Perhaps another word of clarification is in order. Attention to feasible programs of action is sometimes dismissed as “realism” or “pragmatism,” and is placed in opposition to “acting on principle.” That is a serious delusion. There is nothing “principled” about refusal to pay attention to the real world and the options that exist within it – including, of course, the option of making changes, if a feasible course of action can be developed, as was clearly and explicitly the case with regard to Vietnam, discussed in the comments that Cohen brings up and completely misunderstands. Those who ignore or deride such “realism” and “pragmatism,” however well-intentioned they may be, are simply choosing to ignore the consequences of their actions. The delusion is not only a serious intellectual error, but also a harmful one, with severe human consequences. That should be clear without further elaboration.
I will keep here to advocacy in the serious sense: accompanied by some kind of feasible program of action, free from delusions about “acting on principle” without regard to “realism” — that is, without regard for the fate of suffering people.
One stand is support for a two-state settlement in terms of the overwhelming and long-standing and very broad international consensus (including the Palestinian Authority), barred by the US and Israel though supported by the majority of the US population and acceptable to majorities, possibly large majorities, within Israel (depending on how questions are asked in polls). There are various concrete forms. One version is the Geneva Accords, which, as noted in the interview, “gives a detailed program for a 1-1 land swap and other aspects of a settlement, and is about as good as is likely to be achieved.” The terms and maps are readily available. Since Cohen does not address these matters, apart from citation of an irrelevant source, and does not suggest anything that is more “likely to be achieved,” there is no need to go beyond the interview. These proposals constitute a basis for negotiations that is vastly improved over the Clinton-Barak Camp David proposals as well as the (much less unacceptable) Taba proposals that followed. For the first time, they open the doors to a 1-1 land swap that could be meaningful, and they break from the cantonization programs of earlier proposals. They still have objectionable features, but the operative question is whether they can be taken as a serious basis for negotiations, and whether there is an alternative that is likely to offer more to the Palestinians than proceeding on this basis.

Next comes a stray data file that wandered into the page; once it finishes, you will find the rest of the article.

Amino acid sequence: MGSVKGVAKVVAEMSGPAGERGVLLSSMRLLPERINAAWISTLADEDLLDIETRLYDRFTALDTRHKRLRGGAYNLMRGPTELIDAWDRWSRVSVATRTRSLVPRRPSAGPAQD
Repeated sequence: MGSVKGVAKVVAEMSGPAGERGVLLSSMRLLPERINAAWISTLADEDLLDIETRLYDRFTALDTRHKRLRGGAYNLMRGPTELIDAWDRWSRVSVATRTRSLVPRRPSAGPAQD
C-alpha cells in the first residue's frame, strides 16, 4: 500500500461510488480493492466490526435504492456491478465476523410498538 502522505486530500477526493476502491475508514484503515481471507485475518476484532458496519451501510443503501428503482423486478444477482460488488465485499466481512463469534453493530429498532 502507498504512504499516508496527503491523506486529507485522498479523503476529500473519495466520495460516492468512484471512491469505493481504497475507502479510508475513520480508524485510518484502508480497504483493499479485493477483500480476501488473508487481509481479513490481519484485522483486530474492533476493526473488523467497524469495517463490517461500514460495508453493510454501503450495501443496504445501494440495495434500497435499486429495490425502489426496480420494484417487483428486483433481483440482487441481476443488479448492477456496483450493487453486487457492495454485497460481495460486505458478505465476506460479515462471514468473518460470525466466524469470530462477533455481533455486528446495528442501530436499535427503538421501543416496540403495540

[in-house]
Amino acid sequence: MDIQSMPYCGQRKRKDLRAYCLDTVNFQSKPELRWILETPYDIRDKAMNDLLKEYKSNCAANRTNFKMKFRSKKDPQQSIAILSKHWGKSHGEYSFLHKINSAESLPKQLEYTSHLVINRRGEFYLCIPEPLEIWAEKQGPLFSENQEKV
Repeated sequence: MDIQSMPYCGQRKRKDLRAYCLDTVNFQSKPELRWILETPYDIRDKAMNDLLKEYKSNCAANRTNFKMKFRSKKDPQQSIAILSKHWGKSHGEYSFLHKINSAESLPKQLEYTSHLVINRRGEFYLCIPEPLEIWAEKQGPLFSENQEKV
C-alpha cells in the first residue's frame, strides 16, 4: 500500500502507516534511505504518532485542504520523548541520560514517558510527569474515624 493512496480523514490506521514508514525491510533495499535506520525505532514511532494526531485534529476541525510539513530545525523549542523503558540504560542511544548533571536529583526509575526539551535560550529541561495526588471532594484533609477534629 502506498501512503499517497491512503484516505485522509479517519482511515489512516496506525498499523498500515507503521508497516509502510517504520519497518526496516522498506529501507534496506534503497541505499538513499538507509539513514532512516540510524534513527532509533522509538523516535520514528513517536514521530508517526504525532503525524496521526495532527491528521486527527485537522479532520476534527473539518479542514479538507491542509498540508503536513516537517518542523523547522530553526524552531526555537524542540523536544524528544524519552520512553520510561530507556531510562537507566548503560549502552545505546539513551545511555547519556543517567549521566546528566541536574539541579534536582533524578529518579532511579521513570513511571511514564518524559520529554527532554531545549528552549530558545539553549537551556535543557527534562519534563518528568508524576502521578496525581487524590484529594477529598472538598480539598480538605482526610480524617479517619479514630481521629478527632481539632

If there is such an alternative, let’s by all means hear it. Those who do not want to undertake that responsibility are choosing, in effect, to take part in an academic seminar among disengaged intellectuals on Mars.
Support for the international consensus is true advocacy, not posturing or academic debate. The reason is straightforward, as discussed in the interview: there are obvious and realistic programs of action associated with this stand. The main task is to bring the opinions and attitudes of the large majority of the US population into the arena of policy. As compared with other tasks facing activists, this is, and has long been, a relatively simple one. Relatively; no such tasks are easy. What has been lacking is commitment, not opportunities. Those who are unwilling to undertake the commitment have only themselves to blame for the likely outcome, which is taking shape before our eyes, in directions that are all too clear. To the extent that US policy can be shifted towards the international consensus and domestic opinion, support will increase in Israel, almost automatically, as a result of the dependency relation that Israel consciously adopted over 30 years ago. There will undoubtedly be settler resistance, but at least in the judgment of the most senior Israeli security officials, the problem should not be too difficult to deal with, as quoted in the interview.
A second possible stand is support for a binational settlement, perhaps a federal arrangement of the kind that has long been discussed and exists successfully elsewhere, or in some other form. This stand moves from rhetoric and posturing to true advocacy when it is accompanied by a feasible program of action. There is such a program, with two essential steps. The first is to implement a two-state settlement in accord with the international consensus, and reversing the escalating cycle of hostility, hatred, violence, repression, and dispossession. The second step is to proceed from there. For reasons that are clear to anyone familiar with the region, two states in cis-Jordan make little sense, and both communities have good reasons to seek further integration. That is a feasible program, but only in steps. Those who think otherwise have the responsibility of formulating their program to implement directly the alternative they propose; as noted, that was possible before the mid-1970s, but not since. Until we see that program, there is nothing to discuss, and there is no advocacy in the serious sense of the term.